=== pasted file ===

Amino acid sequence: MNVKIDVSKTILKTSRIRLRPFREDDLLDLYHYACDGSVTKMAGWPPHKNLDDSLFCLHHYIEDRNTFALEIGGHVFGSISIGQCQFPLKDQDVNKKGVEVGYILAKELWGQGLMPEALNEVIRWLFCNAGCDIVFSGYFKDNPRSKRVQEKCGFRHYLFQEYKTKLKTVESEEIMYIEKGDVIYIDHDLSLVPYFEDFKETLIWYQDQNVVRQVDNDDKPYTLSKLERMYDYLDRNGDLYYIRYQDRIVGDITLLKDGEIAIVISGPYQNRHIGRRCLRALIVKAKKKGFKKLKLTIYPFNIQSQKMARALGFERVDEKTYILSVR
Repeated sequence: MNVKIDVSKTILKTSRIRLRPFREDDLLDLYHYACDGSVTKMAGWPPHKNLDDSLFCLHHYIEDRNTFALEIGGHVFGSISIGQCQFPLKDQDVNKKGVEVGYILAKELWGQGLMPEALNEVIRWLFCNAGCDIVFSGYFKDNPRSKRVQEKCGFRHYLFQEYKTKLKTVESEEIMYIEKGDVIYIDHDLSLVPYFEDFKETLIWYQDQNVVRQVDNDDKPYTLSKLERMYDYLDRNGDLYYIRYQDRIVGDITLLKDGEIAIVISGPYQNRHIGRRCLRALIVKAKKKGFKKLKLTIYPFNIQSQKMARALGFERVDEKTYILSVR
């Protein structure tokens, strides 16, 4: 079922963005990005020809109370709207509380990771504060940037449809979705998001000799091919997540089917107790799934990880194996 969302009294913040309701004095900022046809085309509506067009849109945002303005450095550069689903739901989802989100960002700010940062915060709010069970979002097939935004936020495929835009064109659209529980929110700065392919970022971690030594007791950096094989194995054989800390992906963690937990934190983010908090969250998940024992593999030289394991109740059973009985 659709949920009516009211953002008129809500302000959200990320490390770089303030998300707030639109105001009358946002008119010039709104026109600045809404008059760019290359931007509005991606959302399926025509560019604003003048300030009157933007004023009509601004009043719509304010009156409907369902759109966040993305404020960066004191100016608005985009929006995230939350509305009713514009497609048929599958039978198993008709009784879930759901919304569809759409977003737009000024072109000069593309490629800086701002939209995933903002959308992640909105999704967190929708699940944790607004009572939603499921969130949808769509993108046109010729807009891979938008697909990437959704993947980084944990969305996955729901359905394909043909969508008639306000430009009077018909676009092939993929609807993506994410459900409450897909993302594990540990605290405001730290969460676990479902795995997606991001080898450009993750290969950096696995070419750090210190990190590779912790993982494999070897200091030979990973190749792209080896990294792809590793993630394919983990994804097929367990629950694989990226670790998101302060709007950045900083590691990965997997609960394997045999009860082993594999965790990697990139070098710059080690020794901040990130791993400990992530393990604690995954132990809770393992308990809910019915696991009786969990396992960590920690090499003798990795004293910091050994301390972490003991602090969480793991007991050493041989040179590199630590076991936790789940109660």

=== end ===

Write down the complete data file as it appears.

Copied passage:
Amino acid sequence: MNVKIDVSKTILKTSRIRLRPFREDDLLDLYHYACDGSVTKMAGWPPHKNLDDSLFCLHHYIEDRNTFALEIGGHVFGSISIGQCQFPLKDQDVNKKGVEVGYILAKELWGQGLMPEALNEVIRWLFCNAGCDIVFSGYFKDNPRSKRVQEKCGFRHYLFQEYKTKLKTVESEEIMYIEKGDVIYIDHDLSLVPYFEDFKETLIWYQDQNVVRQVDNDDKPYTLSKLERMYDYLDRNGDLYYIRYQDRIVGDITLLKDGEIAIVISGPYQNRHIGRRCLRALIVKAKKKGFKKLKLTIYPFNIQSQKMARALGFERVDEKTYILSVR
Repeated sequence: MNVKIDVSKTILKTSRIRLRPFREDDLLDLYHYACDGSVTKMAGWPPHKNLDDSLFCLHHYIEDRNTFALEIGGHVFGSISIGQCQFPLKDQDVNKKGVEVGYILAKELWGQGLMPEALNEVIRWLFCNAGCDIVFSGYFKDNPRSKRVQEKCGFRHYLFQEYKTKLKTVESEEIMYIEKGDVIYIDHDLSLVPYFEDFKETLIWYQDQNVVRQVDNDDKPYTLSKLERMYDYLDRNGDLYYIRYQDRIVGDITLLKDGEIAIVISGPYQNRHIGRRCLRALIVKAKKKGFKKLKLTIYPFNIQSQKMARALGFERVDEKTYILSVR
């Protein structure tokens, strides 16, 4: 079922963005990005020809109370709207509380990771504060940037449809979705998001000799091919997540089917107790799934990880194996 969302009294913040309701004095900022046809085309509506067009849109945002303005450095550069689903739901989802989100960002700010940062915060709010069970979002097939935004936020495929835009064109659209529980929110700065392919970022971690030594007791950096094989194995054989800390992906963690937990934190983010908090969250998940024992593999030289394991109740059973009985 659709949920009516009211953002008129809500302000959200990320490390770089303030998300707030639109105001009358946002008119010039709104026109600045809404008059760019290359931007509005991606959302399926025509560019604003003048300030009157933007004023009509601004009043719509304010009156409907369902759109966040993305404020960066004191100016608005985009929006995230939350509305009713514009497609048929599958039978198993008709009784879930759901919304569809759409977003737009000024072109000069593309490629800086701002939209995933903002959308992640909105999704967190929708699940944790607004009572939603499921969130949808769509993108046109010729807009891979938008697909990437959704993947980084944990969305996955729901359905394909043909969508008639306000430009009077018909676009092939993929609807993506994410459900409450897909993302594990540990605290405001730290969460676990479902795995997606991001080898450009993750290969950096696995070419750090210190990190590779912790993982494999070897200091030979990973190749792209080896990294792809590793993630394919983990994804097929367990629950694989990226670790998101302060709007950045900083590691990965997997609960394997045999009860082993594999965790990697990139070098710059080690020794901040990130791993400990992530393990604690995954132990809770393992308990809910019915696991009786969990396992960590920690090499003798990795004293910091050994301390972490003991602090969480793991007991050493041989040179590199630590076991936790789940109660």